What another patent firm is telling its clients about the $400 non-DOCX penalty

Yesterday (blog article) I posted the text of a letter about the $400 non-DOCX penalty that our firm has sent to a number of the non-US patent firms that send work to us.  Today a partner at another patent firm has provided a copy of a letter that that patent firm is sending to a number of its clients.  Here is that letter: 

Dear <name>:

Starting January 17, 2024, the U.S. Patent and Trademark Office (PTO) will charge a new fee for non-provisional utility applications filed under 35 U.S.C. § 111(a) if the specification, claims, and abstract are submitted in a format other than DOCX. The fee is $400 for a non-discounted entity, $160 for a small entity, and $80 for a micro entity.

However, due to the documented and recognized potential for errors in the PTO’s processing of DOCX patent applications, we recommend sticking with our current practice of filing in PDF format, and paying the new fee. This recommendation is consistent with the practice at many of our peer law firms.

Accordingly, unless you request otherwise, we will continue to file applications in PDF format, and the new fee charged by the USPTO for non-DOCX filing will be added to the application fee paid by the client. As a <large/small/micro> entity, the additional fee to <client name> will be <$400/$160/$80> per application.

We will only file your applications in DOCX format if you expressly request in writing that your applications be filed in DOCX format, thereby acknowledging the risk of errors in the PTO’s processing of DOCX applications, and the possible adverse effect on patent rights. In such a case, we will file the application in DOCX format as requested, along with an auxiliary PDF version of the application (see https://www.uspto.gov/patents/docx ). The PTO’s DOCX intake engine accepts only a restricted subset of DOCX features; if a word-processing file uses features that the PTO’s DOCX engine does not accept, we will convert the application to remove those features, with the consequent risk of introduced error. That conversion time will be billable to you, as an addition to any fixed fee charge. Because of the technological mechanism used by the PTO’s DOCX engine, it is impossible to thoroughly proofread the application as the PTO receives it, so we will not attempt that proofreading. We recommend that, at the time of publication of such an application, the published version of the application be checked against a known-correct version of the application, and, if any discrepancies are found, that a petition for correction be made. The PTO has announced a narrowing-door approach in which such petitions may be raised for only one year (the earliest that the PTO publishes an application in a form that permits error checking is eighteen months), then narrrows again at three years (23 years before most patents expire). The PTO has likewise announced that they will discard any protective PDF copies filed for error-correction after three years, which is before most patents issue. Even that retention period exists only “until further notice.” In short, the PTO has designed a system in which the average cost for DOCX filing is likely to exceed the fee assessed by the USPTO for non-DOCX filing, and the risk of the PTO’s error is forced entirely onto applicants. We thus recommend PDF filing.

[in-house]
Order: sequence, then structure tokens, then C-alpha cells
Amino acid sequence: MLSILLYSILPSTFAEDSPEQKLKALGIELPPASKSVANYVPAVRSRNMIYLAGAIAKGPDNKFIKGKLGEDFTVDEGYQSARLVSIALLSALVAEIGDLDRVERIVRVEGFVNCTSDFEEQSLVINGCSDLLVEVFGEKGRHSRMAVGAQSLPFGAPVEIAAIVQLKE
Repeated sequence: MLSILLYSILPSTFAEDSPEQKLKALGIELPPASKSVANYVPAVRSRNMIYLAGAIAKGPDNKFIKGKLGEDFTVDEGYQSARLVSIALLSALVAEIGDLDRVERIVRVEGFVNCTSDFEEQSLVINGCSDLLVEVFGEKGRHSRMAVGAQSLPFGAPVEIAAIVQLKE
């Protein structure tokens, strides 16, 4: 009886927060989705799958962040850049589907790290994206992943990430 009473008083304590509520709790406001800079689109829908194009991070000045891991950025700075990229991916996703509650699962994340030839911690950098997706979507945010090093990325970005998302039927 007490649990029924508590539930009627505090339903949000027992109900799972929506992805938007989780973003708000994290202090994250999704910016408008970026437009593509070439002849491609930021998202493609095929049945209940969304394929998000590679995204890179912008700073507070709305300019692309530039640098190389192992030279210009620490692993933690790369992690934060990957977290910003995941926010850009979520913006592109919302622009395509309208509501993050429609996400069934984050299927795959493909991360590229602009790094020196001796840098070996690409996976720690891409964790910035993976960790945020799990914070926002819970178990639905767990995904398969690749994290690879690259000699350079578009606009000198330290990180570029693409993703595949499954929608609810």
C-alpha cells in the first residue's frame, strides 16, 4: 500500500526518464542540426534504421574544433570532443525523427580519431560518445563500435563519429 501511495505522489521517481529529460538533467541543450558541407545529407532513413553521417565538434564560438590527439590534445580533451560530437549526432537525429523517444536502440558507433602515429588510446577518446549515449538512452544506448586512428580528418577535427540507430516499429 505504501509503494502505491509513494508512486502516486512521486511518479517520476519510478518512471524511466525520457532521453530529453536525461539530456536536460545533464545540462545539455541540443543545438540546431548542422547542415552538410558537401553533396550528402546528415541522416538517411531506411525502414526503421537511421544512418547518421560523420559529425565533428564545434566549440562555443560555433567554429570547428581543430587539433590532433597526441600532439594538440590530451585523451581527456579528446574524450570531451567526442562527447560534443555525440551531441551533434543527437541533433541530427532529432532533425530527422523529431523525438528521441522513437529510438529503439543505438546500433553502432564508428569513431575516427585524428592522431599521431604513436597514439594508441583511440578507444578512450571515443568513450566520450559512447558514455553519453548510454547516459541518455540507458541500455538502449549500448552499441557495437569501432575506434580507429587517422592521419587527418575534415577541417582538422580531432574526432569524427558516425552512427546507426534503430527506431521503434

Very truly yours,

One Reply to “What another patent firm is telling its clients about the $400 non-DOCX penalty”

  1. Are they including the post-expiration enforcement period (statute of limitations for patent infringement) in this calculation: “narrrows again at three years (23 years before most patents expire)”?

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